We took a taxi back to the beach, where the temperature was at least ten degrees cooler. Bright lights from squid boats bobbed against a black sky. Couples burrowed under blankets and umbrellas to shield their bodies from the wind. Fireworks lit up the surf and popped to the beat of breaking waves. A drunk girl held a sparkler while she stumbled around, cackling, finally sitting down hard like a clumsy baby learning to walk. Groups of friends sat on the sand and shot soju with samgyeopsal. No matter the circumstances, people in Korea will always find a way to cook meat over a fire. It’s brilliant.
The next day we took a recuperative walk along Haeoreumgil to Daepohang Port. After a quick scan of crab, squid, eel, and fish stalls, we doubled back to the beginning and walked slowly down the first row of tents with grilled shellfish, shrimp, and silver-skinned fish full of pink, glossy eggs named shishamo. When every stall is stocked with identical product, the pressure to make the right choice is big. It isn’t about the product at that point. It’s about the sales pitch and the spirit behind the delivery. We liked the no-bullshit attitude of the lady at the very last stall. She was rough in character but smooth when it counted, the type of personality whose smile you had to work for. When Chris asked her if she might throw in two extra shrimp for the same price of our place, she shot him a look that said, “You’ve got some nerve, pretty boy. But since you asked nicely, I’ll give you what you want.”
She cracked the pen shell we’d chosen in half, snipped up the meat, stirred in chopped onion, peppers, and a smooth, burnt sienna-colored sauce, and set it atop a charcoal fire that was next to our table. When the sauce was bubbling, she added shreds of cheese that melted into the mix. She grilled the scallops away from our table, but I watched her as she worked. After several seconds on the heat, they opened their bivalve shells slightly, clinging to the top shell furthest from the heat. With metal tongs, she pried apart the two shells, stacking the empty ones aside and leaving the meat to grill open-faced. When they were finished, she brought them on a plate beside whole grilled shrimp.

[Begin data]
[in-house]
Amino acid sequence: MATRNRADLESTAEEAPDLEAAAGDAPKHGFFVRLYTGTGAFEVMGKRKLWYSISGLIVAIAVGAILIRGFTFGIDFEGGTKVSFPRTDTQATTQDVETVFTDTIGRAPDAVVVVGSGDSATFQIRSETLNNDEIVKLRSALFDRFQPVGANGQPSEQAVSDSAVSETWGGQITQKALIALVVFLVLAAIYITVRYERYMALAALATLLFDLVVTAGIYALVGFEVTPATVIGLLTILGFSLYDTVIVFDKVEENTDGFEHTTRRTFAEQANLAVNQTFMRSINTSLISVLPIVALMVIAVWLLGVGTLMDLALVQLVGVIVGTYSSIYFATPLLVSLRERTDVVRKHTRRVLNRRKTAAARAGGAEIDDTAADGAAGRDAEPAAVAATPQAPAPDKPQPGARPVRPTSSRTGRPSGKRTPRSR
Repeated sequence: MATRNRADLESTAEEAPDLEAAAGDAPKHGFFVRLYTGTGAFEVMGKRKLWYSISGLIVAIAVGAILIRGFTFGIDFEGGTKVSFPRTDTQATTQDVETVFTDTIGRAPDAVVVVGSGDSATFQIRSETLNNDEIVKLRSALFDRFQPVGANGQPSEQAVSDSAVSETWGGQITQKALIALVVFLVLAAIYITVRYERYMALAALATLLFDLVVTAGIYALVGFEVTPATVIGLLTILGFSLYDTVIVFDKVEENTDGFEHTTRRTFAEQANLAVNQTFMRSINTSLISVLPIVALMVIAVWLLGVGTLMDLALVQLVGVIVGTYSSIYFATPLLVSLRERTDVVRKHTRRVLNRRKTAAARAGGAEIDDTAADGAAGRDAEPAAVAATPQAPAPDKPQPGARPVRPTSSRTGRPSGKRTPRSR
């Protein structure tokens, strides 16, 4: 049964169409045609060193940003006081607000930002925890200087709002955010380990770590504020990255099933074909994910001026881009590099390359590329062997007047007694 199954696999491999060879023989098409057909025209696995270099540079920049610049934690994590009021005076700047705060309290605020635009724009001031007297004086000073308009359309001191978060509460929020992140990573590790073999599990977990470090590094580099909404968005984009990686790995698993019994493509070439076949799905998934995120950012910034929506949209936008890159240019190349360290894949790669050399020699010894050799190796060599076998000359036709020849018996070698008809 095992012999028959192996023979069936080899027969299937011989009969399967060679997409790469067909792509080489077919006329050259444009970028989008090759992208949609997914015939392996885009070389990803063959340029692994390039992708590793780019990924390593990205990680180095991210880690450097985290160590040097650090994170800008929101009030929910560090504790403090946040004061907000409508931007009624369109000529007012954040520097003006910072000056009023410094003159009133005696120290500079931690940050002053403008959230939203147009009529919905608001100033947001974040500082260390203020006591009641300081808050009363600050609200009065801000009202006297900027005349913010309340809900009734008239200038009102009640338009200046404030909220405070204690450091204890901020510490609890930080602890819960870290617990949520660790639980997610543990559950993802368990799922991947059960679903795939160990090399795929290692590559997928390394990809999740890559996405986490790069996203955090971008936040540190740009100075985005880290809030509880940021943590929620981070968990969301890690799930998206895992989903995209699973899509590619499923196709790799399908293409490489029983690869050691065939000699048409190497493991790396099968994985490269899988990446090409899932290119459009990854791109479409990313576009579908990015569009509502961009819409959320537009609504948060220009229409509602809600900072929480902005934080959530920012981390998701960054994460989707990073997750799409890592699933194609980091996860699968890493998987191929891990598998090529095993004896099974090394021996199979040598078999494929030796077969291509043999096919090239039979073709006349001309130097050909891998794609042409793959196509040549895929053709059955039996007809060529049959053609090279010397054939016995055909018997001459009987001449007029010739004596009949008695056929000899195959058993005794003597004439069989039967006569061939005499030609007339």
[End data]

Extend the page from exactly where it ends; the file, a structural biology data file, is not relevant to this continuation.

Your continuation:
We toasted cold beer to our last meal in Sokcho and de-headed and peeled the shrimp. I took a leery bite of scallop. She’d cooked the entire mollusk, wasting nothing, and I didn’t know what to expect. Most Western restaurants serve only the round, opulent, deliciously wobbly part called the abductor muscle, and so that’s how we’ve come to know and adore scallops. But this was unreal, the way it was cooked wholly to tender perfection, and it reminded me how much there is to learn about food and the people behind everything we eat. Had I told her that elsewhere, people discard most of this generous thing, I’m not sure she would have believed me. Maybe if we’d had a few more days in Sokcho, we would have explored further inland away from the beach. Or maybe not. Maybe we would have spent the next few days at a table in this woman’s stall. We’d caught just a small glimpse of the city’s livelihood in the short span of 36 hours. But for us, it was enough.
Food: Sokcho Jungang Market for green tea hoddeok, dried fish, and a host of other regional foods. Daepohang Port for grilled shellfish. Look for a woman in her late 30’s or early 40’s with a green handwritten menu hanging inside of her stall like the one in the photo above. She has the corner stall at the end of the row. She might be wearing a Yankees hat. For the corner restaurant with memorable potato pancakes and an unforgettable host, look for this address: Kangwondo Sokchosi Dongmyongdong 410-113. Phone: 010-2263-0446.